Friendships are an important part of everyone’s development and socialization. Friends offer support, encouragement and validation and give us the opportunity to do the same for others. Developing social aptitude as a child is important for achieving meaningful careers and relationships as adults.

If your child has difficulty making friends, there’s a lot you can do to help.

First, place your child in situations with other children who share his interests. Whether it’s sports, music or arts and crafts, get your child involved in activities or groups where he’ll find other kids who share his passion. It’s a lot easier to connect and form relationships when you start with a common interest.

If this is a difficult step for your child, engage in the activity alongside him until his comfort level builds. Once you observe the child making some connections, you can wean him from your presence.

Second, take advantage of ‘teachable moments.’ When something comes up in conversation or appears in the news or popular media that relates to difficulties your child has, use them to segue into a conversation with her. These moments can give you an opportunity to discuss socially odd or awkward behaviors that may be keeping your child from making friends — and to do it in a gentle, non-shaming, affirming way.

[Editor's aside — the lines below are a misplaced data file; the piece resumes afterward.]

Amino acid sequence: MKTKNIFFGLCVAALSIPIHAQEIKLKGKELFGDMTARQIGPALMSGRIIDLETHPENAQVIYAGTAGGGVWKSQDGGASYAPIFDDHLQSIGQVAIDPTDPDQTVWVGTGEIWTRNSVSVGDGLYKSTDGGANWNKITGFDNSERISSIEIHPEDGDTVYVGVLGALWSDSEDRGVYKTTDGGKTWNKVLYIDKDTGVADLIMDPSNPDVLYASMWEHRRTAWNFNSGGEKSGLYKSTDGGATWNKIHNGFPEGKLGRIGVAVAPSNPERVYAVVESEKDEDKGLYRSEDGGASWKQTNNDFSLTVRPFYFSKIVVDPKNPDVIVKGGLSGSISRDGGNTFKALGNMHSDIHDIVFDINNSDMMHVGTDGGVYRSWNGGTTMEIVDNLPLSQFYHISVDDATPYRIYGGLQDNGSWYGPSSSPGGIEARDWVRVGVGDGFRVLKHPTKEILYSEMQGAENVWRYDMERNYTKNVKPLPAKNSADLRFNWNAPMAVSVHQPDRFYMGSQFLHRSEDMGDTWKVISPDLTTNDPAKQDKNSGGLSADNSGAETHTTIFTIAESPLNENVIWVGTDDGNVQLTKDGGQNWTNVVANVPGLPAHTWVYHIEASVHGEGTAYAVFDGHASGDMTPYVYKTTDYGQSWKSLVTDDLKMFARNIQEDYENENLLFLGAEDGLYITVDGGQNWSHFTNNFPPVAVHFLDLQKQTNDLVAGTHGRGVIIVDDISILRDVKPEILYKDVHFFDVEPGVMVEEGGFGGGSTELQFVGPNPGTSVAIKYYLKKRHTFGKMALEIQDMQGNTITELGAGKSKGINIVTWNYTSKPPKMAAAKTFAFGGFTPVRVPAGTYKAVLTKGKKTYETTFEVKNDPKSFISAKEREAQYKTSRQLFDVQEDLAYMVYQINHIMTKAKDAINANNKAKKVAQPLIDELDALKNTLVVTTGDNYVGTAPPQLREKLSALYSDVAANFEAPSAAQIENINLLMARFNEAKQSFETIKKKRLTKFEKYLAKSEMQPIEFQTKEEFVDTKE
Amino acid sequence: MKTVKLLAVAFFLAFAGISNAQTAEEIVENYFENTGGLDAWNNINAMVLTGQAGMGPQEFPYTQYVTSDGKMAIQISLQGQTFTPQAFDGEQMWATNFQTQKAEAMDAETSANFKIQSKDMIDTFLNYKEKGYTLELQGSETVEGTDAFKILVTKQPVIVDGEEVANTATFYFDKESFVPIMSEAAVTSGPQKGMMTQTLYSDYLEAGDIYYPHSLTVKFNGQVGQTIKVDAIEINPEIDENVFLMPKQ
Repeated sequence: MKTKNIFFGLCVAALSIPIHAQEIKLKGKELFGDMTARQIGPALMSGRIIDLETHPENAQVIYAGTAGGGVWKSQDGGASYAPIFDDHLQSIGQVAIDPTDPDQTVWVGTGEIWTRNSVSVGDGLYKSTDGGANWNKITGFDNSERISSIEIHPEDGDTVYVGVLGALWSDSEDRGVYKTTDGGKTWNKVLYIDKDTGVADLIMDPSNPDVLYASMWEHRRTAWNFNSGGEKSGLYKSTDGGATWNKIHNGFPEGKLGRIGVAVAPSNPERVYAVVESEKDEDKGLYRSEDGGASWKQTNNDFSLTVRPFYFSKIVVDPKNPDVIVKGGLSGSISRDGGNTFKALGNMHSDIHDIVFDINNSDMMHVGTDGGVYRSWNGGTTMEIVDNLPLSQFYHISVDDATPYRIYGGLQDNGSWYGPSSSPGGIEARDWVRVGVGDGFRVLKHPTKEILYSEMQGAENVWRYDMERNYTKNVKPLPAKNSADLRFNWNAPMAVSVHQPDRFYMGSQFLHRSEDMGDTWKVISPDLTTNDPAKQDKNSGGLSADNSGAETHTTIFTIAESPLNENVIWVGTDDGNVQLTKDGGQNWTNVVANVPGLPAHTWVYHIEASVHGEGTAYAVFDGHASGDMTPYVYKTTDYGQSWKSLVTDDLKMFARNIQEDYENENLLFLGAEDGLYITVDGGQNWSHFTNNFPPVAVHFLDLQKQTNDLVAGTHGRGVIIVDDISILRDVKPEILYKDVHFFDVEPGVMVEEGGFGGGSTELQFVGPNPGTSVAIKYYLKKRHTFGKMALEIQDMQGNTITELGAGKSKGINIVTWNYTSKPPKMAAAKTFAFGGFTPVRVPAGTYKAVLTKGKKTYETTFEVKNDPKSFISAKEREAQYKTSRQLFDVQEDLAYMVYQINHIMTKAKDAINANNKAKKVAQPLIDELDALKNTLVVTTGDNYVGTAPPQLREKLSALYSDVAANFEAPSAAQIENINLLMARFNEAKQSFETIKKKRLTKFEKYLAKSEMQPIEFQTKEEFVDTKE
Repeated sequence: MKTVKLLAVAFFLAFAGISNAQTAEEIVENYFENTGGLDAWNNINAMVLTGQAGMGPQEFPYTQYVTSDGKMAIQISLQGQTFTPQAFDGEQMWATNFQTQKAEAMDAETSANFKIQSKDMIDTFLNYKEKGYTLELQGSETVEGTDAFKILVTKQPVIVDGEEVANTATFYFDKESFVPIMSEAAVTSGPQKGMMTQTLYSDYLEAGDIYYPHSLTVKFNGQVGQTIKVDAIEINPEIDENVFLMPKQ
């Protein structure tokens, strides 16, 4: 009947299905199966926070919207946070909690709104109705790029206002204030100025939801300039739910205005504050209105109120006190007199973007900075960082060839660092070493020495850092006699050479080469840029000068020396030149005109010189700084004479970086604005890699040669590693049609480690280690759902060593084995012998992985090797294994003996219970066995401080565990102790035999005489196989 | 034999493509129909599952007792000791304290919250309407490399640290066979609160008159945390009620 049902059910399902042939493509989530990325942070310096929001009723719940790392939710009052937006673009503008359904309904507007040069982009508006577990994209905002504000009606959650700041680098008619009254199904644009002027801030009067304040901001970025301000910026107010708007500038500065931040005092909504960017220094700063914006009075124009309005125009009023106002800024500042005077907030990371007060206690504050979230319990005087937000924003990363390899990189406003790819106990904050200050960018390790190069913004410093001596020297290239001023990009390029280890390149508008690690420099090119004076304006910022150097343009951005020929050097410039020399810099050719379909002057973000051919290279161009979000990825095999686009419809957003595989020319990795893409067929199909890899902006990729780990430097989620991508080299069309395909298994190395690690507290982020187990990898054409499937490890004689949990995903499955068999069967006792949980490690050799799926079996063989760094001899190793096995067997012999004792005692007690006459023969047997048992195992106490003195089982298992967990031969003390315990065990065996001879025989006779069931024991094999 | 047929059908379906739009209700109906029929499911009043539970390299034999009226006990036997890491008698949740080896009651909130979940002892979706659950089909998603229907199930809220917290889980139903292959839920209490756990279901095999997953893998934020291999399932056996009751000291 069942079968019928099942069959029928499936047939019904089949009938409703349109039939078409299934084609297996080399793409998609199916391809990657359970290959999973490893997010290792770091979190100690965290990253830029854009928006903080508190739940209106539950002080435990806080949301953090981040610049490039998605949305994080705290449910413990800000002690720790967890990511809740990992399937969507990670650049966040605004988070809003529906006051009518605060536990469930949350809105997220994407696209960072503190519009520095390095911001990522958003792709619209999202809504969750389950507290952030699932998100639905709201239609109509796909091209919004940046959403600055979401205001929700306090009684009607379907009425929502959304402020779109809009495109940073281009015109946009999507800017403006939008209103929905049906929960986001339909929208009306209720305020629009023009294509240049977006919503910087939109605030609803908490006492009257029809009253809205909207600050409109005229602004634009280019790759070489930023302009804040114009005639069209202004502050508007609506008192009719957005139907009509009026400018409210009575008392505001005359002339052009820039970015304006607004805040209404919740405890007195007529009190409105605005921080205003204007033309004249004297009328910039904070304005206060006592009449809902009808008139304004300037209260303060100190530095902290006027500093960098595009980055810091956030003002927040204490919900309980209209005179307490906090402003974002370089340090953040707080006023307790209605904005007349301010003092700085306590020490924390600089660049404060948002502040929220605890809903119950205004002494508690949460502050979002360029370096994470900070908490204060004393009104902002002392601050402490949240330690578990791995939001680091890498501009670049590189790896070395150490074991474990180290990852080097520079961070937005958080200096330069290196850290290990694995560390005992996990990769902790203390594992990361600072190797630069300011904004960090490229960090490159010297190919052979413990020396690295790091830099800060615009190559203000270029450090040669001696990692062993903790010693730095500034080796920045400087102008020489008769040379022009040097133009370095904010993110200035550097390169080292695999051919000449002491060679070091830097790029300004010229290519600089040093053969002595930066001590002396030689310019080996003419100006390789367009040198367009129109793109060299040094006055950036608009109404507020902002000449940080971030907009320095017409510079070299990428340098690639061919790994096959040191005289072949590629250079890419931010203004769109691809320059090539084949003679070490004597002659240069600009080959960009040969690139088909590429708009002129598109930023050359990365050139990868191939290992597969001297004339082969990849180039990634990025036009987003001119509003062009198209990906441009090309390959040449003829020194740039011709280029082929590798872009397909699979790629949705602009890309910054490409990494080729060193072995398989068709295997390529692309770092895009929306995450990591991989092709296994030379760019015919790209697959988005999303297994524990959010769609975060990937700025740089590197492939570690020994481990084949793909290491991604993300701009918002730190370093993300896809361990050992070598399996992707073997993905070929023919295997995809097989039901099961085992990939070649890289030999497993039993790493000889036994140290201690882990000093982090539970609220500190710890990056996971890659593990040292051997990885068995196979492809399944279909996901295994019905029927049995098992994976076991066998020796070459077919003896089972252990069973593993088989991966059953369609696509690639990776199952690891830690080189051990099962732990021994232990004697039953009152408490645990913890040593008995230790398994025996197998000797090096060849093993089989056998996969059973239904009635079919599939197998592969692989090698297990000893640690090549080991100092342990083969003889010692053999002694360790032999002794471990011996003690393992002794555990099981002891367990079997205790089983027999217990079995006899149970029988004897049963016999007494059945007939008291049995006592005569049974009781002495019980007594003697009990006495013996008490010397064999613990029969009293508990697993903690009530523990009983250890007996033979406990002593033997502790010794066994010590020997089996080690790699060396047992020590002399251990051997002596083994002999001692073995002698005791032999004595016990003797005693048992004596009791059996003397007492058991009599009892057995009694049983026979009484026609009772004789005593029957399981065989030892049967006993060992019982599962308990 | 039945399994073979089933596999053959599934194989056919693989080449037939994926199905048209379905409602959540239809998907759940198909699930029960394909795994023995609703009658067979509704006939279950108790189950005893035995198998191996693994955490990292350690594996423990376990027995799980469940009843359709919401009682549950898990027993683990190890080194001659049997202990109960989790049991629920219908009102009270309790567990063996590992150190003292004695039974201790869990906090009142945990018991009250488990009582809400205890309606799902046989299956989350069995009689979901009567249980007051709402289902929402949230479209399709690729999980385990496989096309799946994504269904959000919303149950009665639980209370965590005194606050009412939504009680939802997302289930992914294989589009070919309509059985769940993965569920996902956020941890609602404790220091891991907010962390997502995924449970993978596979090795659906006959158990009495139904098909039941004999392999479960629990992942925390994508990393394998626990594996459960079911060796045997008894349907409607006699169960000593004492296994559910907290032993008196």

Third, don’t thrust your expectations upon your child. If your child is happy with just one or two close friends, then help her to find just one or two close friends.

Fourth, teach communication skills. Role-play with your child, including strategies for initiating both telephone and face-to-face communication.

Fifth, don’t be afraid to seek outside help. If your child seems extremely isolated, withdrawn, defiant or aggressive, your pediatrician or a trusted counselor can help you determine whether there’s a deeper problem and treat it.

Finally, be a role model. A lot of children get more friends just by exercising common courtesy and identifying strengths and positive characteristics in other children. Teach your child by doing those things yourself and by modeling for your child what it means to be a friend.

As published in the September 2004 Edition of the La Crosse Tribune.